allows combinations of the beneficial effects of strength training
related to weight loss.
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Corresponding author:
Gustavo Ribeiro da Mota
Department of Sport Sciences
Federal University of Triângulo Mineiro
Av. Frei Paulino, 30 – Abadia
Uberaba-MG, CEP 38025-180
Received July 2, 2010
Accepted September 8, 2010
340 J Health Sci Inst. 2010;28(4):337-40
Mota GR, Orsatti FL, Costa TNF, Marôcolo Júnior M.
... Sabe-se que o treinamento resistido pode afetar dois dos três determinantes do gasto de energético diário total. O primeiro ocorre pelo aumento do efeito térmico do exercício, o que leva a uma maior utilização de substrato energético advindo de lipídios (WANG et al., 2000;MOTA et al., 2010). Esse efeito térmico ocorre de maneira aguda e está associado a dois fatores: o substrato energético utilizado durante o exercício e o elevado consumo de oxigênio após o exercício. ...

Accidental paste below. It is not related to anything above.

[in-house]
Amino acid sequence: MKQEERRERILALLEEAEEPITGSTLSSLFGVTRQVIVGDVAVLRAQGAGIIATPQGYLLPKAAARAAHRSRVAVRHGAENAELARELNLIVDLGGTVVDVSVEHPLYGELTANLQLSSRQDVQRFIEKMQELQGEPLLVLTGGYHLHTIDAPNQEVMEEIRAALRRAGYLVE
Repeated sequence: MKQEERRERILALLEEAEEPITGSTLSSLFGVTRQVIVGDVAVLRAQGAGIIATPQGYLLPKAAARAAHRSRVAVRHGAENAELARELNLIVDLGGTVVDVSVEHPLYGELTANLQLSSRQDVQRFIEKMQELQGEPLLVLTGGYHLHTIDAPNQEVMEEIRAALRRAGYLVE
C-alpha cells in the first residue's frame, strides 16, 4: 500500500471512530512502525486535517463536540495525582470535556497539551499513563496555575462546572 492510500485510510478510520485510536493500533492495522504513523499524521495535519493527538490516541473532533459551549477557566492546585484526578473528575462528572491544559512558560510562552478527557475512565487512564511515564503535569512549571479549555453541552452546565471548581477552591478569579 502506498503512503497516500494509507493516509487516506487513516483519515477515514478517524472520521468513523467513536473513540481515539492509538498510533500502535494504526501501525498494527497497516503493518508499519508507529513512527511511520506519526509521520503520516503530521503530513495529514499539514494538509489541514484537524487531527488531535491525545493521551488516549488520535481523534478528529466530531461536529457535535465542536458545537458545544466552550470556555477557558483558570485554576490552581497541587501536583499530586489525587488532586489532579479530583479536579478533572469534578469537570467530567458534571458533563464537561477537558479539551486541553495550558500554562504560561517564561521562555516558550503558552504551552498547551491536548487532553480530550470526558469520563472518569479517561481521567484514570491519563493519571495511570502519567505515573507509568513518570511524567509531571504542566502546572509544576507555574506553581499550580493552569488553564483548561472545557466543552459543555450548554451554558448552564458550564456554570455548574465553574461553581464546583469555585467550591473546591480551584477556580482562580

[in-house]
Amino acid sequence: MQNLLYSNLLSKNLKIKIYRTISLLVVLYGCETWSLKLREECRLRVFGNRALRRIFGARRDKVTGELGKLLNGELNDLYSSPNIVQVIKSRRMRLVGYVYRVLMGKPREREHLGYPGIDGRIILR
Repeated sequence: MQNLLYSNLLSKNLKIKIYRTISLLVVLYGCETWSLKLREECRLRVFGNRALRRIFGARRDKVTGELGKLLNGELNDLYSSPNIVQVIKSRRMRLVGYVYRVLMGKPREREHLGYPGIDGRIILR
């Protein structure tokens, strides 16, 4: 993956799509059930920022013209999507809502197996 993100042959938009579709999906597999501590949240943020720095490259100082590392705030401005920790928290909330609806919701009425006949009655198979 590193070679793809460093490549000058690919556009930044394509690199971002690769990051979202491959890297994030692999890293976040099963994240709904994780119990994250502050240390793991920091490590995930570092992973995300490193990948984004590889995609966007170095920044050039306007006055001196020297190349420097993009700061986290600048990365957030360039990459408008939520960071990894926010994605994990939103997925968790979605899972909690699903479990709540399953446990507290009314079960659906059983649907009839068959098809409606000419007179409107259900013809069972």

... O segundo determinante do gasto energético diário que sofre influência do treinamento resistido é o aumento da metabólica de repouso (WANG et al., 2000). Esse efeito pode até ocorrer de maneira crônica, devido ao aumento da massa muscular, que por sua vez leva a um aumento da taxa metabólica de repouso e consequentemente eleva o gasto energético diário, contribuindo para a diminuição da massa corporal e do percentual de gordura (MOTA et al., 2010;GUILHERME;JÚNIOR, 2006). ...